Lawyers propose virtual courtrooms and online filing of acts in COVID-19 shutdown

Virtual courtrooms and the remote filing of judicial acts could help lawyers keep cases going on despite court closures

Virtual courtrooms and the remote filing of judicial acts are amongst a list of proposals submitted by the Chamber of Advocates in a report on how the law courts can function in the COVID-19 pandemic situation.

The closure of almost all the courts of justice for the past month has set the stage for a worrisome state of backlog and stagnation as pending and unheard cases begin to pile up and it is in this light that the Chamber has been urgently exploring different methods of administering and representing justice.

A recently introduced legal notice is not proving to be enough to tackle the problem, however, says the Chamber. “Although the situation [related to COVID-19] in Malta seems to be relatively under control it would appear that the current situation will not be resolved within a short period of time, and consequently it is imperative to explore options as to how our courts can start to function, even if in a limited manner for the moment.”

It noted that some judges have already taken certain initiatives to prevent judicial gridlock, “which even though commendable in terms of proactively exploring ways of how court may start to function, it may prove to be illegal in that it runs contrary to the law at present, and therefore certain legislative intervention would be necessary to provide a relaxation to the general court closure.”

The law already caters for the possibility of witnesses being heard remotely, with the Code of Civil Procedure granting the Court the power to allow the video-recording of any evidence required from a witness. But the law seems to allow the use of video-conferencing only in the case of collection of evidence and consequently, legislative intervention would be required in order to amend article 622(B) to allow the use of video-conferencing more widely. 

“In the current situation the use of video-conferencing technology for court sittings to take place can become more complicated where there is the need to hear witnesses. This also entails adopting working practices which would emphasize more written pleadings and therefore resorting to written processes rather than oral ones in court sittings,” the Chamber said.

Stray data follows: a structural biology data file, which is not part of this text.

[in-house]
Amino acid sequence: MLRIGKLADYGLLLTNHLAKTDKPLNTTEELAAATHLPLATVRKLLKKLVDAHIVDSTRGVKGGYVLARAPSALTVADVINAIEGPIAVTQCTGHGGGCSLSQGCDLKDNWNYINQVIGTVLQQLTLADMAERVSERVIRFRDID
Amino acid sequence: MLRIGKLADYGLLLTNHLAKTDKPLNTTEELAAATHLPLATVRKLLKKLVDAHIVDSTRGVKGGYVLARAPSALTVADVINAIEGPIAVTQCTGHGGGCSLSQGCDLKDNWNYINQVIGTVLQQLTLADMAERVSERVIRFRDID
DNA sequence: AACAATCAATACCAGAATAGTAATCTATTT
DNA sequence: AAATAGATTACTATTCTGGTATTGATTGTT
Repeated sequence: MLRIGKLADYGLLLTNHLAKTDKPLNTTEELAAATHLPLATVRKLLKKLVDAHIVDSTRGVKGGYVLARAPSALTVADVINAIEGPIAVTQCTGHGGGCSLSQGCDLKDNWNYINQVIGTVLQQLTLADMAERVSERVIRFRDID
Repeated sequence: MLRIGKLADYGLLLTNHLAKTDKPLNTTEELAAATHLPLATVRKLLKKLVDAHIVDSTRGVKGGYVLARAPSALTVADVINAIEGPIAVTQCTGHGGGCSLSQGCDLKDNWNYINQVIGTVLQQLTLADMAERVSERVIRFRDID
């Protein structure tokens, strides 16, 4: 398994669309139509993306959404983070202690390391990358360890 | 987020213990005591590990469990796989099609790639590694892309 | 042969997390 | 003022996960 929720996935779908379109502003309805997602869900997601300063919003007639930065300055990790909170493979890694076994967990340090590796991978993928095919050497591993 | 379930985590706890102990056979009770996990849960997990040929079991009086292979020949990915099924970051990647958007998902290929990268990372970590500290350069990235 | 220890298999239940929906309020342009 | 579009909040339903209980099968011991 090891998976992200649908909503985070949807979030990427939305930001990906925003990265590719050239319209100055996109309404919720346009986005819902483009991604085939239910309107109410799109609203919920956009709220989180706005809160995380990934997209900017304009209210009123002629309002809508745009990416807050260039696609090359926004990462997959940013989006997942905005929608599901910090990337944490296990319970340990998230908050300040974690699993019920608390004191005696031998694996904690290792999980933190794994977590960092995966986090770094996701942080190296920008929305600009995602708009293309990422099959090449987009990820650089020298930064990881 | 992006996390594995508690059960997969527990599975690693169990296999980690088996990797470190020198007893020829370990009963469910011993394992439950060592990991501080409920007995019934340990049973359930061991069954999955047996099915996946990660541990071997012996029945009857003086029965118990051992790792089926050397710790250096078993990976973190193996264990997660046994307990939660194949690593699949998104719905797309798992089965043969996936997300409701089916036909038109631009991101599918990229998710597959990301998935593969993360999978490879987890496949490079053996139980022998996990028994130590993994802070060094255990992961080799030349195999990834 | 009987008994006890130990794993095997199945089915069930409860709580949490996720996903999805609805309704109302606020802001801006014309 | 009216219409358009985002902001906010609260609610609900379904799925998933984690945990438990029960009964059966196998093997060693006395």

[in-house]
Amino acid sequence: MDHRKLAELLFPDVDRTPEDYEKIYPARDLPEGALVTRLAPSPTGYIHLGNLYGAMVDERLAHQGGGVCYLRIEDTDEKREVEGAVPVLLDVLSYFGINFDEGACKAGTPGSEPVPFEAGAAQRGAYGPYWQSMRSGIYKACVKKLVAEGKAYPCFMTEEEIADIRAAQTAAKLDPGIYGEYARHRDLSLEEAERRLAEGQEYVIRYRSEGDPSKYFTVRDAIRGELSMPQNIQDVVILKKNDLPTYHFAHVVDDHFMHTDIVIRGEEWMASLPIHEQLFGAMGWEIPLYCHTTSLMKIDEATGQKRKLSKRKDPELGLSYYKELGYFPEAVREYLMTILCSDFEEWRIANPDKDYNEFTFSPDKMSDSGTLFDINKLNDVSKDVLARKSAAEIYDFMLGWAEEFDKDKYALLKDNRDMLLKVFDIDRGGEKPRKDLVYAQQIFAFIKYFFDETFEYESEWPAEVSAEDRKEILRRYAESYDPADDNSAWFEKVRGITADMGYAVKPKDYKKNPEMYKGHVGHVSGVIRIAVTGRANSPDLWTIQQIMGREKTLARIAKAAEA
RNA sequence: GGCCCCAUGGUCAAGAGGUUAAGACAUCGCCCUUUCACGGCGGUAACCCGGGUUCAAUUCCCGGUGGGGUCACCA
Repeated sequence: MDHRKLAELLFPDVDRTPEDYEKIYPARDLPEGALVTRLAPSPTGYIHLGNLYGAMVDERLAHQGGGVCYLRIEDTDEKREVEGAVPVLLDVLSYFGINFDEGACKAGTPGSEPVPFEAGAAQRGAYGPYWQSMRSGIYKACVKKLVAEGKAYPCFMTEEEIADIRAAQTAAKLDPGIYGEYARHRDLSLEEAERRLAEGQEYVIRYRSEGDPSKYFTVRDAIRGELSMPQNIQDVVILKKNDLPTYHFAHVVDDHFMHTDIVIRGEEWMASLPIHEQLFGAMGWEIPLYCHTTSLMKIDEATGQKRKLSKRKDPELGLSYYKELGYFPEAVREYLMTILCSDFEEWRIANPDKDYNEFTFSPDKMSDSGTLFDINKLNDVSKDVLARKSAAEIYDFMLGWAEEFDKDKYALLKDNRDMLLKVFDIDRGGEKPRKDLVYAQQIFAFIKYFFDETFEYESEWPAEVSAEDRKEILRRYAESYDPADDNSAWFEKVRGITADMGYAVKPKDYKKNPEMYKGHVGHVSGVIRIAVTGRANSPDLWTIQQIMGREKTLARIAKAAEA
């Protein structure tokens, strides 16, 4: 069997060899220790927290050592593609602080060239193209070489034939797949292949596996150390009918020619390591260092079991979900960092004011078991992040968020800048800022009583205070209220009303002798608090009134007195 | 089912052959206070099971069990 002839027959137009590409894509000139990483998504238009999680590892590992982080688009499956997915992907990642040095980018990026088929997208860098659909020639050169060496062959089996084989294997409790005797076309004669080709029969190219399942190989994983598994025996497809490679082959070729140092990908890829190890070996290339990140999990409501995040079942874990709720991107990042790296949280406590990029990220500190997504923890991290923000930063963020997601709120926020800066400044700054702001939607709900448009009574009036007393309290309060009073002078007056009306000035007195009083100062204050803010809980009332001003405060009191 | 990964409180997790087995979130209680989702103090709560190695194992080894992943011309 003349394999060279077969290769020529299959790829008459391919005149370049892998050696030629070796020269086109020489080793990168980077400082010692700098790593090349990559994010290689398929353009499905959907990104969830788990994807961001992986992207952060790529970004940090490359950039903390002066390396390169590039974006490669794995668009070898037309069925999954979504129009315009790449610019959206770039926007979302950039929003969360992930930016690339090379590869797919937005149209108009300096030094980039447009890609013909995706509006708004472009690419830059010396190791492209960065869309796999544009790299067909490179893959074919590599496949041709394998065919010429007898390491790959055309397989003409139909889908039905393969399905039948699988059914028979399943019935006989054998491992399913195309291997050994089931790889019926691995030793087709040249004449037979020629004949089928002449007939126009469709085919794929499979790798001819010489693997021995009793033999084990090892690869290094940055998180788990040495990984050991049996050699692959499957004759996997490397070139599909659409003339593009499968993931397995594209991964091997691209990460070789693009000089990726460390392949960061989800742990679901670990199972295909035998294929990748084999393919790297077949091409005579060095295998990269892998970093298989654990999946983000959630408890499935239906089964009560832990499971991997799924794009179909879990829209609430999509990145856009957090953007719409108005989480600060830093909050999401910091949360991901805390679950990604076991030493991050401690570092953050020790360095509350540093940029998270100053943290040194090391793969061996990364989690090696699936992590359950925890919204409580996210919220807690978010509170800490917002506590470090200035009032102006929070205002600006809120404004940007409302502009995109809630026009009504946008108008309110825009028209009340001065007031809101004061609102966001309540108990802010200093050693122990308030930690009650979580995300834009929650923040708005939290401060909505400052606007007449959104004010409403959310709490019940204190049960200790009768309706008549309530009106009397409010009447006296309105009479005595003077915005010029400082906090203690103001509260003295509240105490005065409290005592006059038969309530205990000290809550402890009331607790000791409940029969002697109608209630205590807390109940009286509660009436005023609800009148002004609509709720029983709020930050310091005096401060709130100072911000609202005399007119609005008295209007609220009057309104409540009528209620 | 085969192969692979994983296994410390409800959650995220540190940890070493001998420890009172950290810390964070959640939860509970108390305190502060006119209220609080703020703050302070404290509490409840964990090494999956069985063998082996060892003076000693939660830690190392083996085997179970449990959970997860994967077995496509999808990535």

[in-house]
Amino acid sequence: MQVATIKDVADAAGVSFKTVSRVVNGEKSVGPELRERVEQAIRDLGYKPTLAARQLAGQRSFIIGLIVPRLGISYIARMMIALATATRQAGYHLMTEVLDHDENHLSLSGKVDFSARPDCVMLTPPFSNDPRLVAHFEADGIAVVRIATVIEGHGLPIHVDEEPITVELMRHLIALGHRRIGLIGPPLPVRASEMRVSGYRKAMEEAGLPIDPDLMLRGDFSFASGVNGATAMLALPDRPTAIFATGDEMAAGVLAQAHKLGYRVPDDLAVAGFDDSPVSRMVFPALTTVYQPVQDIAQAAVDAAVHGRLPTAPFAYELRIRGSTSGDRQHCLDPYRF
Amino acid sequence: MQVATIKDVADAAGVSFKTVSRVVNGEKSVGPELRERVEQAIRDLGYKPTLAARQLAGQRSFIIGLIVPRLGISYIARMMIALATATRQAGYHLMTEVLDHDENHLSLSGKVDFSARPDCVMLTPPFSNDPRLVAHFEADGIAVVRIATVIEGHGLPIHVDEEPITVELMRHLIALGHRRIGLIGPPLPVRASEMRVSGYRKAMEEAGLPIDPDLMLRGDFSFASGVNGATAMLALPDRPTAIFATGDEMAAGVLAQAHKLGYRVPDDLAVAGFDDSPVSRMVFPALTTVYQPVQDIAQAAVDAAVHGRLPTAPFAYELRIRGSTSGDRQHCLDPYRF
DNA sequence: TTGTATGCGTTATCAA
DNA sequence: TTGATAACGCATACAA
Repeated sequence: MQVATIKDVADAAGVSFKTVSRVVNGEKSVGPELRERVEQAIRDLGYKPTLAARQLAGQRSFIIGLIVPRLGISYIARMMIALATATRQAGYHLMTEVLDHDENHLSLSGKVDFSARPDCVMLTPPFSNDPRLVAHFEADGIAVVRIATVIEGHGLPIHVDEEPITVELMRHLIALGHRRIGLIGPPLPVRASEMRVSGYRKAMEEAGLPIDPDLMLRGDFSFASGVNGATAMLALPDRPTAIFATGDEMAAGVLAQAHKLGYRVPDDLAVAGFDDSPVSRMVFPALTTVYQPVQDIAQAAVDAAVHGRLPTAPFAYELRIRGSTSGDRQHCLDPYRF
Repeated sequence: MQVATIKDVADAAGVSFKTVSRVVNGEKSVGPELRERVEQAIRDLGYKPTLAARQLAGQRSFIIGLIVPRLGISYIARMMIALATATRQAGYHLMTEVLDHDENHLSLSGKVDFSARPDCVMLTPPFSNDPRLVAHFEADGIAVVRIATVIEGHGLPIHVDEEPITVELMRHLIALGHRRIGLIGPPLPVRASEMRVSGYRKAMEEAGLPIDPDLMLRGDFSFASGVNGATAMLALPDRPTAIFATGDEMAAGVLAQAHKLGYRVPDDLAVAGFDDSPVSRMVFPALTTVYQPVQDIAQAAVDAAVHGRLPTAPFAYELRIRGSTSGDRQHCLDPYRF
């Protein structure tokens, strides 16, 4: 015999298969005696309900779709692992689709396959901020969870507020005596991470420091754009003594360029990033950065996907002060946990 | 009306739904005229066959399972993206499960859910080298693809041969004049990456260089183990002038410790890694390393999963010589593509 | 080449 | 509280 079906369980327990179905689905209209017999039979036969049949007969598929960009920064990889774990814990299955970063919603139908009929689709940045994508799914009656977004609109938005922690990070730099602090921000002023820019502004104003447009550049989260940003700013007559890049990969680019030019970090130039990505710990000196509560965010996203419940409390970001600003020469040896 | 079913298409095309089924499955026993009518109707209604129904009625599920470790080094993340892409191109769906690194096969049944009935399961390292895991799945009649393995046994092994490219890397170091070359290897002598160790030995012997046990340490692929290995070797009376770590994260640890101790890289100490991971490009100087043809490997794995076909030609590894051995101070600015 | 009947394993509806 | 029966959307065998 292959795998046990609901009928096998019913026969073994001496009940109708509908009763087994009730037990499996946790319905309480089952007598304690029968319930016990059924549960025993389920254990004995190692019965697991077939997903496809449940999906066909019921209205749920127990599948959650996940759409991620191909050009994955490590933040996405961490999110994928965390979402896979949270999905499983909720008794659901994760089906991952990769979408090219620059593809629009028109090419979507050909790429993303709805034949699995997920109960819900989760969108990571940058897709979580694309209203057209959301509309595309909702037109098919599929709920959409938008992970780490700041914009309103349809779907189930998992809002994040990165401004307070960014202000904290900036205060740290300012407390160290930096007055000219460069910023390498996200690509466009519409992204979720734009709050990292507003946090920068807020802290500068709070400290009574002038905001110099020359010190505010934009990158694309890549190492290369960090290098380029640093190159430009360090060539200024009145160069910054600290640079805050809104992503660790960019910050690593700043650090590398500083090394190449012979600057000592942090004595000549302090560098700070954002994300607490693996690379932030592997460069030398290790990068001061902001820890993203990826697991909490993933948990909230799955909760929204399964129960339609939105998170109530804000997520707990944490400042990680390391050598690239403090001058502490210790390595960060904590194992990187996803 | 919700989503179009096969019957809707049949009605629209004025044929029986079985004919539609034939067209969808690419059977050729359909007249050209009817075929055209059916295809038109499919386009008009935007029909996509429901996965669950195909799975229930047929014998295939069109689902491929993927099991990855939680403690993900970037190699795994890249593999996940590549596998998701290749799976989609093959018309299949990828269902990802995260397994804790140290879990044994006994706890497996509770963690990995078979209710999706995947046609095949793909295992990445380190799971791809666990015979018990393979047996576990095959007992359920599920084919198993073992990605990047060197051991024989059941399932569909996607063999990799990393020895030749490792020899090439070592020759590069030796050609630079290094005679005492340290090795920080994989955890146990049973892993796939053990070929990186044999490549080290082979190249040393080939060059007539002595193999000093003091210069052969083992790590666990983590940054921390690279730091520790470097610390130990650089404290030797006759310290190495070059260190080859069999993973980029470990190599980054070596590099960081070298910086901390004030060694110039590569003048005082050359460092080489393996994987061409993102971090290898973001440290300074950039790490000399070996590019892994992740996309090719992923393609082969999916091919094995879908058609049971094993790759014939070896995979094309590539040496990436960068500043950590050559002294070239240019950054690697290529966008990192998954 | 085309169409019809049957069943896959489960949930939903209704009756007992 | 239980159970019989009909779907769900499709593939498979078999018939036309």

The proposal regarding video-conferencing sittings would initially only apply to the Court of Appeal, as no witnesses are heard at that stage, until the finer practical details of the system are worked out.

In the case of Civil Appeals the lawyers can choose to rely on the original pleadings or alternatively, file a note of submissions in which case there would not be the need to have a sitting, other than for the pronunciation of the judgement. Should however, the lawyers opt to make oral submissions then a remote sitting would need to be arranged for this purpose. In view of the fact that the accused would need to be present, both during the sitting to hear oral submissions as well as during the sitting for the pronunciation of the judgement, he may connect remotely. 

In criminal appeals, lawyers tend to rely on making oral submissions; written submissions are very rarely made other than the appeal itself. Although in theory oral submissions can be made through a video-conferencing system, lawyers raised concerns because their client would need to be with his lawyer even in those cases where the judgement is going to be delivered. 

The lawyers explained that if a person is given a prison sentence he needs to have his lawyer with him to explain to him the judgement and the consequences of that judgement. They all insisted that the fact that the accused would be able to present virtually is not sufficient. The lawyer would need to speak with his client in confidence, and the proposed system does not guarantee this.

On the court registry front, the Chamber opined that a system for the electronic filing of acts was “long overdue and should be introduced irrespective of the current situation.” Despite being launched to much fanfare some years ago, the online court registry system does not allow for the filing of all judicial acts.

Noting that it was not realistic to expect the setting up of a fully-fledged electronic filing system in the short term, in the short term it proposed an email-based filing system.

With regards to cases where physical filing of acts is needed, the Registry could be open, with access restricted to legal procurators, and then only one legal procurator at a given time would be able to access the Registry, by appointment, with the sole scope of filing acts, advocated the Chamber.